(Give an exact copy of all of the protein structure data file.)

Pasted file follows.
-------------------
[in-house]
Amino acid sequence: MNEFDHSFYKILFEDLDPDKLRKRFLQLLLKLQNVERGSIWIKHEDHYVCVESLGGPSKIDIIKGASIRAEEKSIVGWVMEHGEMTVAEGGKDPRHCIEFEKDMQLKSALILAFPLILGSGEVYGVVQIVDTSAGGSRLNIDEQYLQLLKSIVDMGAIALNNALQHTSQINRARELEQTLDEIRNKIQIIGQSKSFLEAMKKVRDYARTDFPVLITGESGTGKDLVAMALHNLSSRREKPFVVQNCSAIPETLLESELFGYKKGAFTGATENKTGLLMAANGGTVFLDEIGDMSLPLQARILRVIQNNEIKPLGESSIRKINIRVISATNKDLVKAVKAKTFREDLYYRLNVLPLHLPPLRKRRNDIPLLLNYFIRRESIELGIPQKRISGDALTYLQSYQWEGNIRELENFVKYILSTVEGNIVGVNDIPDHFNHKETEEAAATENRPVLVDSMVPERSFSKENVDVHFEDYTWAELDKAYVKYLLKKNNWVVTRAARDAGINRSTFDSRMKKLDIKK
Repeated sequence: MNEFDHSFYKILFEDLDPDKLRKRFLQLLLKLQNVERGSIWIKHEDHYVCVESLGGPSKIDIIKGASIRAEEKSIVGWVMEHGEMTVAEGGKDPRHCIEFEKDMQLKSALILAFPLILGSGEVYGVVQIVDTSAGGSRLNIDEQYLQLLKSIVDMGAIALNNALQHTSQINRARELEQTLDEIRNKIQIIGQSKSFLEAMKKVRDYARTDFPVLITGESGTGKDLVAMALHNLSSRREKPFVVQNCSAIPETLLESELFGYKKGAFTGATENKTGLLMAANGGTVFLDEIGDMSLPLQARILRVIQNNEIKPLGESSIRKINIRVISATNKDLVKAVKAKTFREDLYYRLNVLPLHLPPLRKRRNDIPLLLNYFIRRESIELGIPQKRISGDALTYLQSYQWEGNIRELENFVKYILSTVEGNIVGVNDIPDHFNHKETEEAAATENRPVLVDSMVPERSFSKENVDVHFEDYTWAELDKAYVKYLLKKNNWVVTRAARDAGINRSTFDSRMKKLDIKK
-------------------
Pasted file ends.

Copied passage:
[in-house]
Amino acid sequence: MNEFDHSFYKILFEDLDPDKLRKRFLQLLLKLQNVERGSIWIKHEDHYVCVESLGGPSKIDIIKGASIRAEEKSIVGWVMEHGEMTVAEGGKDPRHCIEFEKDMQLKSALILAFPLILGSGEVYGVVQIVDTSAGGSRLNIDEQYLQLLKSIVDMGAIALNNALQHTSQINRARELEQTLDEIRNKIQIIGQSKSFLEAMKKVRDYARTDFPVLITGESGTGKDLVAMALHNLSSRREKPFVVQNCSAIPETLLESELFGYKKGAFTGATENKTGLLMAANGGTVFLDEIGDMSLPLQARILRVIQNNEIKPLGESSIRKINIRVISATNKDLVKAVKAKTFREDLYYRLNVLPLHLPPLRKRRNDIPLLLNYFIRRESIELGIPQKRISGDALTYLQSYQWEGNIRELENFVKYILSTVEGNIVGVNDIPDHFNHKETEEAAATENRPVLVDSMVPERSFSKENVDVHFEDYTWAELDKAYVKYLLKKNNWVVTRAARDAGINRSTFDSRMKKLDIKK
Repeated sequence: MNEFDHSFYKILFEDLDPDKLRKRFLQLLLKLQNVERGSIWIKHEDHYVCVESLGGPSKIDIIKGASIRAEEKSIVGWVMEHGEMTVAEGGKDPRHCIEFEKDMQLKSALILAFPLILGSGEVYGVVQIVDTSAGGSRLNIDEQYLQLLKSIVDMGAIALNNALQHTSQINRARELEQTLDEIRNKIQIIGQSKSFLEAMKKVRDYARTDFPVLITGESGTGKDLVAMALHNLSSRREKPFVVQNCSAIPETLLESELFGYKKGAFTGATENKTGLLMAANGGTVFLDEIGDMSLPLQARILRVIQNNEIKPLGESSIRKINIRVISATNKDLVKAVKAKTFREDLYYRLNVLPLHLPPLRKRRNDIPLLLNYFIRRESIELGIPQKRISGDALTYLQSYQWEGNIRELENFVKYILSTVEGNIVGVNDIPDHFNHKETEEAAATENRPVLVDSMVPERSFSKENVDVHFEDYTWAELDKAYVKYLLKKNNWVVTRAARDAGINRSTFDSRMKKLDIKK